In all the countries, across the different demographics, having access to subsidised data did not result significantly in new users going online. Subsidised data was taken to mean access to free or cheaper data either from zero-rated services, promotions from operators, or from accessing free Wi-Fi.

In fact, the motivations for going online in the various countries pointed to; connecting and interaction with other people; academic or professional development; as well as the ease of accessing information.

We did find the use of subsidised data to be part of multiple strategies employed to better manage data costs by the respondents in these four African countries.

Looking at free data and honing in on zero-rated Freebasics, we found a difference in adoption across the four countries. In Nigeria, where zero-rating was only introduced by Airtel last year, we found less service popularity among the respondents due to unawareness of the service and some respondents not trusting it was truly free. One respondent who had used it pointed out that they could not “go deep” with zero-rated Facebook so they opted not to use it.

While in Rwanda, for Airtel subscribers, they made use of bundles that came on with added on unlimited WhatsApp and facebook. This formed part of their data saving strategy. The respondents viewed this as a free service even though they had to pay some initial amount to enjoy the benefits. In Kenya and South Africa, the zero-rated services were welcomed for their cost-reducing nature. Interestingly, users of the service in Kenya and Rwanda would have multiple SIMS in order to gain access to promotions offered on other networks.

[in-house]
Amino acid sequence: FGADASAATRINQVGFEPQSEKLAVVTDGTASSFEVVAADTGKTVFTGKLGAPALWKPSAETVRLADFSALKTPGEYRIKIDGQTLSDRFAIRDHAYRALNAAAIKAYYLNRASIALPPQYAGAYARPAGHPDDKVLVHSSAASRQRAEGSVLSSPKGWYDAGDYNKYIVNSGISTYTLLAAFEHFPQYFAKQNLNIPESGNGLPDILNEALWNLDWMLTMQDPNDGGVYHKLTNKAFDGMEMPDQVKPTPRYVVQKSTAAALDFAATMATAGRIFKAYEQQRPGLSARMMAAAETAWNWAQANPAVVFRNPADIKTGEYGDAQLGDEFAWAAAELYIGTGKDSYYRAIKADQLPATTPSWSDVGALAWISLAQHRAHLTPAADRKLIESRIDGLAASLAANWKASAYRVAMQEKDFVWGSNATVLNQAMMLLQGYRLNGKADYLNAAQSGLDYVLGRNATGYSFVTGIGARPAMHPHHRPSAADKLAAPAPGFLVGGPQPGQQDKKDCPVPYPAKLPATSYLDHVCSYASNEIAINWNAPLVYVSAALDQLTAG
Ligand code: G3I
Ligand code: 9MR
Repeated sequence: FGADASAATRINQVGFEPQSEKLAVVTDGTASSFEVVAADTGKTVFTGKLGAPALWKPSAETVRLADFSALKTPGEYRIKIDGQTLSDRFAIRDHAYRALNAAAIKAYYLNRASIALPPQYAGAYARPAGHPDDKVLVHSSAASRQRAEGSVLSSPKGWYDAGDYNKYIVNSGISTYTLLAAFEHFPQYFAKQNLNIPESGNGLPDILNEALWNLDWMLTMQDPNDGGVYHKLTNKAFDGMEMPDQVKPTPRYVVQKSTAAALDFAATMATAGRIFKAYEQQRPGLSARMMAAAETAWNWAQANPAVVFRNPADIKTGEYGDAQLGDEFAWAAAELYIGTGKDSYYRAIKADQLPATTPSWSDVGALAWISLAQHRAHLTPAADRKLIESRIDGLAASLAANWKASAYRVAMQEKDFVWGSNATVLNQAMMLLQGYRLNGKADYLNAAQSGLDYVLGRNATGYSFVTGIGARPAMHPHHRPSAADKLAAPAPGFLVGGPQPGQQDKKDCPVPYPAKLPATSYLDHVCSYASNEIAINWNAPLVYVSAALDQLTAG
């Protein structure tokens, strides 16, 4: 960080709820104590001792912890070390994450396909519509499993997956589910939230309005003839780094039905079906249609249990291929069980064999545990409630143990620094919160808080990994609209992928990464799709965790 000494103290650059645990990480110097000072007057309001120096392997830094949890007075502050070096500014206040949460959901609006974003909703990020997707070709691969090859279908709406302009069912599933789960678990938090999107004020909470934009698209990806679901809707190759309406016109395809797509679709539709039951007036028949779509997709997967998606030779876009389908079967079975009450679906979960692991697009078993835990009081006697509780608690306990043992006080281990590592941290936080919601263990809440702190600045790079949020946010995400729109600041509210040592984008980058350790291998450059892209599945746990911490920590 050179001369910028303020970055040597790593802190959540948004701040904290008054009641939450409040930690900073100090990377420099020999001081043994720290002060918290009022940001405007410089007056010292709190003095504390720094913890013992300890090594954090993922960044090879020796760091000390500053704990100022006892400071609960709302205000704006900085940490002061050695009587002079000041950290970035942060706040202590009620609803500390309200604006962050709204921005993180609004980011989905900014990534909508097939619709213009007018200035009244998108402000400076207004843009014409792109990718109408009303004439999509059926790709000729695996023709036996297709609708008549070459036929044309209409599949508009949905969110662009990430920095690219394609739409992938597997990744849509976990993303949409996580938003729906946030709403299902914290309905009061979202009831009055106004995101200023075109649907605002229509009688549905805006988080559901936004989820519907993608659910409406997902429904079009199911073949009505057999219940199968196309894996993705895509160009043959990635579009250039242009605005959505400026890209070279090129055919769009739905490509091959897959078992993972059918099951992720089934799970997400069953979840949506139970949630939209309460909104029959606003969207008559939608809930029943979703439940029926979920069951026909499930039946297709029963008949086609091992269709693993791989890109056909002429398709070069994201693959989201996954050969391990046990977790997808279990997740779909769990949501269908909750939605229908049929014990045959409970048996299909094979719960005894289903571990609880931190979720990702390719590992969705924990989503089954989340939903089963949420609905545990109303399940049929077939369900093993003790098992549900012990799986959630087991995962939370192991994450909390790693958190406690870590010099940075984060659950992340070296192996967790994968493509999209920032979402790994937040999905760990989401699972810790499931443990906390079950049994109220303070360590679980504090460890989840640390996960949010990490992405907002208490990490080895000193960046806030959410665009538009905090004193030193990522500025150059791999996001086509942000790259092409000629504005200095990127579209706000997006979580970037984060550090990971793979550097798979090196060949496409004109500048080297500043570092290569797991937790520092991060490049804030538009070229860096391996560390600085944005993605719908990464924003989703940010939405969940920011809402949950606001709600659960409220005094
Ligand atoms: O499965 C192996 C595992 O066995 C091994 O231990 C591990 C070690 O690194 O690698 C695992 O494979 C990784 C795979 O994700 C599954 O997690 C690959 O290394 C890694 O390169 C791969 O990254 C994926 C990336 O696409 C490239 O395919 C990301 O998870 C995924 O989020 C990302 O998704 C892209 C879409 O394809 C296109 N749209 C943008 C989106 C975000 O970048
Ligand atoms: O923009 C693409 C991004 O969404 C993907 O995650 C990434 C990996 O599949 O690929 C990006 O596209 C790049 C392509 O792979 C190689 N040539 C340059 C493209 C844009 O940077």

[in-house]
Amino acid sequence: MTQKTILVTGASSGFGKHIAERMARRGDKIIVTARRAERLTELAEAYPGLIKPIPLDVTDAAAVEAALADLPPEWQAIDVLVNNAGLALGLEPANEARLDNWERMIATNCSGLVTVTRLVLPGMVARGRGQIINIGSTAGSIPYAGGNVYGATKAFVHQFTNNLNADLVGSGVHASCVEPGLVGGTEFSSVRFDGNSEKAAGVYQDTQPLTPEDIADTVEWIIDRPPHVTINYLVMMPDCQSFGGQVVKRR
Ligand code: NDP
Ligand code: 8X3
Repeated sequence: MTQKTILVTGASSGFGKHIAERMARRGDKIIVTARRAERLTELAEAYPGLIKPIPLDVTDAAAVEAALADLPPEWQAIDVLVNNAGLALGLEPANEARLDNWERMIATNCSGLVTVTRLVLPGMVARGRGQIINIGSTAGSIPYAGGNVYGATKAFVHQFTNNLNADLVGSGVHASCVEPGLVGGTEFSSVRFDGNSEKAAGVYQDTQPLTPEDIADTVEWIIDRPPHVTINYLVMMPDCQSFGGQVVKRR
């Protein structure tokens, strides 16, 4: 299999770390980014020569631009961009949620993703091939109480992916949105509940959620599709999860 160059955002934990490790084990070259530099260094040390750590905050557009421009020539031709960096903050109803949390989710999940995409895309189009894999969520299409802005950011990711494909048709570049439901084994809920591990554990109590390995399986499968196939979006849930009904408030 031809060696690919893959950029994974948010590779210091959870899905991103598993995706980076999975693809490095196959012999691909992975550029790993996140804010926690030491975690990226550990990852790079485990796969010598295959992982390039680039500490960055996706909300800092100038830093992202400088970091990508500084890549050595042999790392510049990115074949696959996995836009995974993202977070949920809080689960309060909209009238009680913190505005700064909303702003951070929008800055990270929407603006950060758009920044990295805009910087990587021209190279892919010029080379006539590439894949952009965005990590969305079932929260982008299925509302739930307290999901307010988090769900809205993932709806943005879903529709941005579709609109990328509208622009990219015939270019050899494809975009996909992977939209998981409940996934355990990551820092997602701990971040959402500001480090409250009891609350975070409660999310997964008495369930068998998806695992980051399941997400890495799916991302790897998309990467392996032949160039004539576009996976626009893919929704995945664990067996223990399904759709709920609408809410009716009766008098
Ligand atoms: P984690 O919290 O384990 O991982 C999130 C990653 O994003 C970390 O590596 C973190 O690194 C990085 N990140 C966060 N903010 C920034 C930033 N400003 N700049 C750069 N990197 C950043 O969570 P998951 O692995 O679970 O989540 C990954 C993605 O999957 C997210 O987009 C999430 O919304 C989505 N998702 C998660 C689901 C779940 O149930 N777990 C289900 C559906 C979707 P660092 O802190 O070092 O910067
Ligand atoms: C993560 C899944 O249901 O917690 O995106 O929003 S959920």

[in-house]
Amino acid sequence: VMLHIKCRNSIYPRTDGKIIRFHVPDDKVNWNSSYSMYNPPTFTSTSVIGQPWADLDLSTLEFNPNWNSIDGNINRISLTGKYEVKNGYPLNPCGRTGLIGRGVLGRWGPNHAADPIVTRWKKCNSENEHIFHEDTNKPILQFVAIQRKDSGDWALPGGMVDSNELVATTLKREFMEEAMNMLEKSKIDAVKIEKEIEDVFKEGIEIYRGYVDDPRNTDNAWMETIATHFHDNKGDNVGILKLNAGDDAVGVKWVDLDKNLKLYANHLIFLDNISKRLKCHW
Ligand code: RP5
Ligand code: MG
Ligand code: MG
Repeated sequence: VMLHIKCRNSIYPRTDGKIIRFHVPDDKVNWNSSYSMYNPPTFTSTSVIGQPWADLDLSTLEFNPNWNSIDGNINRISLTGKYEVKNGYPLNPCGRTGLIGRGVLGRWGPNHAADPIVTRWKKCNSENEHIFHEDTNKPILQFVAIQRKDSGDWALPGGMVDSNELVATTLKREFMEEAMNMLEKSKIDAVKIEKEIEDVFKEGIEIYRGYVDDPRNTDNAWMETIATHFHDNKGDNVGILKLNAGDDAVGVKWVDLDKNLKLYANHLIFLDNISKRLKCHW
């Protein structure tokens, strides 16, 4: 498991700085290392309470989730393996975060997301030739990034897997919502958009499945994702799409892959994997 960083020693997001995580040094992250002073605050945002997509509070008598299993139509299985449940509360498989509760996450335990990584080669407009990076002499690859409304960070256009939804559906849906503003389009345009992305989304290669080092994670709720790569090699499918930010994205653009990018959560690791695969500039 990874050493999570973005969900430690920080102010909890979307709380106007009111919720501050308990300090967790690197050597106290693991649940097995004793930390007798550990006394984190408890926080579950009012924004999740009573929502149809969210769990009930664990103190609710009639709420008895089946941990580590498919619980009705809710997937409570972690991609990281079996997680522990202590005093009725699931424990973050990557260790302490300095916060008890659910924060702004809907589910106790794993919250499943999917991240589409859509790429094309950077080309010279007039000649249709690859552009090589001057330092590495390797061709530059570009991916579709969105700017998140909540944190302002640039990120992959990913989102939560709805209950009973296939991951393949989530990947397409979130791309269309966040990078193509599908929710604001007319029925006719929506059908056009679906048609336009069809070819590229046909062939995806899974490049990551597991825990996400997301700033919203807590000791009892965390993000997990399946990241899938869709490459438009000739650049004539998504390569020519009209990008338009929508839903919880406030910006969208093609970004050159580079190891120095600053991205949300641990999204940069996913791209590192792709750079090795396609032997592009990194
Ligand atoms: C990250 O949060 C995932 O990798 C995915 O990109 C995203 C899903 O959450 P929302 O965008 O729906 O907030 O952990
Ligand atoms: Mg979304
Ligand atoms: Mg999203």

Mobile data plans

As mobile data is the main point of access for users, respondents bought airtime that promised promotional data as well as less-expensive, short-term data bundles (for example, lasting one week, a day or even less).

We have seen the growing popularity of these offers on the prepaid mobile market  – described as snack bundles – retaining and attracting lower-end customers. In Kenya, for example, participants in urban areas highlighted an awareness of shorter-term promotional data and airtime offers that then give you additional data for a limited time. One respondent claimed to be in the process of moving to another operator that offered these services as their operator at the time did not offer such affordable services.

One respondent in peri-urban South Africa stated that they make use of smaller bundles because they have access to smaller airtime amounts, which they then convert to data. They would need to travel to another location to get larger amounts of airtime to convert to data.